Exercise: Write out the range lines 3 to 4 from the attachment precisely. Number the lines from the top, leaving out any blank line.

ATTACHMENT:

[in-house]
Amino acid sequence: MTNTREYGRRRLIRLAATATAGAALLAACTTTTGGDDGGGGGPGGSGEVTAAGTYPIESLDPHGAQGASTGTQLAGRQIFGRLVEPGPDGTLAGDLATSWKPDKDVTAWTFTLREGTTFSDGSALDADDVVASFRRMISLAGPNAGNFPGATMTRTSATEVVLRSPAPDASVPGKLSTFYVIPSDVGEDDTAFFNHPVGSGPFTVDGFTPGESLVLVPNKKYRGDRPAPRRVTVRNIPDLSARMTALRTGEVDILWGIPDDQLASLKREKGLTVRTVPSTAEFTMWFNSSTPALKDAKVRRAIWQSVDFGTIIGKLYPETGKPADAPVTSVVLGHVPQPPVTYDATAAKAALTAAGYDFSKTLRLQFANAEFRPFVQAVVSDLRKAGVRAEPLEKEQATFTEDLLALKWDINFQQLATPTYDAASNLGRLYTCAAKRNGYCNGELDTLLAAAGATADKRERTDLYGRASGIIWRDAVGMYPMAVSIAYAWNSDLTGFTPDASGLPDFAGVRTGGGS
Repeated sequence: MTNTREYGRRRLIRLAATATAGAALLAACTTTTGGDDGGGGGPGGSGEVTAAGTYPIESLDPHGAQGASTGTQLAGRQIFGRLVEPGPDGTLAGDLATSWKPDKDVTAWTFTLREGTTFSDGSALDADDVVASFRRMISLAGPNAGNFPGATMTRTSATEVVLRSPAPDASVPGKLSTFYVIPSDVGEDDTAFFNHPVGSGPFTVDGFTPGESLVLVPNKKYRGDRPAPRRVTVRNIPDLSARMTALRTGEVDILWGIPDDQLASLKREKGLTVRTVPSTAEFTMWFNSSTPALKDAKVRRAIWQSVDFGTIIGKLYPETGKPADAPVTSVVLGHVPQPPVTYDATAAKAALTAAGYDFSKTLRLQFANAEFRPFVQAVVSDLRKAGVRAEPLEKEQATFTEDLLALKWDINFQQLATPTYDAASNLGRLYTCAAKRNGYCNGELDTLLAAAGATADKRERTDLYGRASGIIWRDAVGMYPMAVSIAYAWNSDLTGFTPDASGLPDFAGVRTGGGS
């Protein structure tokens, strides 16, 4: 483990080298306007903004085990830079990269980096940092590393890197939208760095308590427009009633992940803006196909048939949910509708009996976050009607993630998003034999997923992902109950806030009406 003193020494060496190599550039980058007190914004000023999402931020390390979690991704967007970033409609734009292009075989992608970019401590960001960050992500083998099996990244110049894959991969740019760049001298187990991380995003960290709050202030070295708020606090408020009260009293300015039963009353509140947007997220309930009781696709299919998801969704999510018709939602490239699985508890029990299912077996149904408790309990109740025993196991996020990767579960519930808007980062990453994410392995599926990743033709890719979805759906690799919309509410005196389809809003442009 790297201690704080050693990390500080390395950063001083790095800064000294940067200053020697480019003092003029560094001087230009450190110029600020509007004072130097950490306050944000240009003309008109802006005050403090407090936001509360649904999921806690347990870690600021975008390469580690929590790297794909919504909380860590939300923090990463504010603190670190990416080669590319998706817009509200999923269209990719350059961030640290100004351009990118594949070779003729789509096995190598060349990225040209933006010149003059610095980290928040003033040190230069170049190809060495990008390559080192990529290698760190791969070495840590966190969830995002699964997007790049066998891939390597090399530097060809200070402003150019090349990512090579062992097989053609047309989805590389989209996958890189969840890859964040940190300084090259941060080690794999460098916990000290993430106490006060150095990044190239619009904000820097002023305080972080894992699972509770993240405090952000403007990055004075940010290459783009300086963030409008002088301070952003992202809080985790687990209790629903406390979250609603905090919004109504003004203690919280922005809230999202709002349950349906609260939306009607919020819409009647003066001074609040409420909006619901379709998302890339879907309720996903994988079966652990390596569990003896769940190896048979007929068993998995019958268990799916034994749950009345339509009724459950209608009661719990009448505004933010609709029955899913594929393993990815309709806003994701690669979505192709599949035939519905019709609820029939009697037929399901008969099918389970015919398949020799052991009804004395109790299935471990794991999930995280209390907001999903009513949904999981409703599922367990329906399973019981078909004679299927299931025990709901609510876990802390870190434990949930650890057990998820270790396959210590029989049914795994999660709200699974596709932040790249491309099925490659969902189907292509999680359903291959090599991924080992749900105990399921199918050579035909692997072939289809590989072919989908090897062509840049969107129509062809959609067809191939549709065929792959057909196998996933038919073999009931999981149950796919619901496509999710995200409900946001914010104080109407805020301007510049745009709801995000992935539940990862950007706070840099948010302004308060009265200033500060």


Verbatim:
Repeated sequence: MTNTREYGRRRLIRLAATATAGAALLAACTTTTGGDDGGGGGPGGSGEVTAAGTYPIESLDPHGAQGASTGTQLAGRQIFGRLVEPGPDGTLAGDLATSWKPDKDVTAWTFTLREGTTFSDGSALDADDVVASFRRMISLAGPNAGNFPGATMTRTSATEVVLRSPAPDASVPGKLSTFYVIPSDVGEDDTAFFNHPVGSGPFTVDGFTPGESLVLVPNKKYRGDRPAPRRVTVRNIPDLSARMTALRTGEVDILWGIPDDQLASLKREKGLTVRTVPSTAEFTMWFNSSTPALKDAKVRRAIWQSVDFGTIIGKLYPETGKPADAPVTSVVLGHVPQPPVTYDATAAKAALTAAGYDFSKTLRLQFANAEFRPFVQAVVSDLRKAGVRAEPLEKEQATFTEDLLALKWDINFQQLATPTYDAASNLGRLYTCAAKRNGYCNGELDTLLAAAGATADKRERTDLYGRASGIIWRDAVGMYPMAVSIAYAWNSDLTGFTPDASGLPDFAGVRTGGGS
């Protein structure tokens, strides 16, 4: 483990080298306007903004085990830079990269980096940092590393890197939208760095308590427009009633992940803006196909048939949910509708009996976050009607993630998003034999997923992902109950806030009406 003193020494060496190599550039980058007190914004000023999402931020390390979690991704967007970033409609734009292009075989992608970019401590960001960050992500083998099996990244110049894959991969740019760049001298187990991380995003960290709050202030070295708020606090408020009260009293300015039963009353509140947007997220309930009781696709299919998801969704999510018709939602490239699985508890029990299912077996149904408790309990109740025993196991996020990767579960519930808007980062990453994410392995599926990743033709890719979805759906690799919309509410005196389809809003442009 790297201690704080050693990390500080390395950063001083790095800064000294940067200053020697480019003092003029560094001087230009450190110029600020509007004072130097950490306050944000240009003309008109802006005050403090407090936001509360649904999921806690347990870690600021975008390469580690929590790297794909919504909380860590939300923090990463504010603190670190990416080669590319998706817009509200999923269209990719350059961030640290100004351009990118594949070779003729789509096995190598060349990225040209933006010149003059610095980290928040003033040190230069170049190809060495990008390559080192990529290698760190791969070495840590966190969830995002699964997007790049066998891939390597090399530097060809200070402003150019090349990512090579062992097989053609047309989805590389989209996958890189969840890859964040940190300084090259941060080690794999460098916990000290993430106490006060150095990044190239619009904000820097002023305080972080894992699972509770993240405090952000403007990055004075940010290459783009300086963030409008002088301070952003992202809080985790687990209790629903406390979250609603905090919004109504003004203690919280922005809230999202709002349950349906609260939306009607919020819409009647003066001074609040409420909006619901379709998302890339879907309720996903994988079966652990390596569990003896769940190896048979007929068993998995019958268990799916034994749950009345339509009724459950209608009661719990009448505004933010609709029955899913594929393993990815309709806003994701690669979505192709599949035939519905019709609820029939009697037929399901008969099918389970015919398949020799052991009804004395109790299935471990794991999930995280209390907001999903009513949904999981409703599922367990329906399973019981078909004679299927299931025990709901609510876990802390870190434990949930650890057990998820270790396959210590029989049914795994999660709200699974596709932040790249491309099925490659969902189907292509999680359903291959090599991924080992749900105990399921199918050579035909692997072939289809590989072919989908090897062509840049969107129509062809959609067809191939549709065929792959057909196998996933038919073999009931999981149950796919619901496509999710995200409900946001914010104080109407805020301007510049745009709801995000992935539940990862950007706070840099948010302004308060009265200033500060």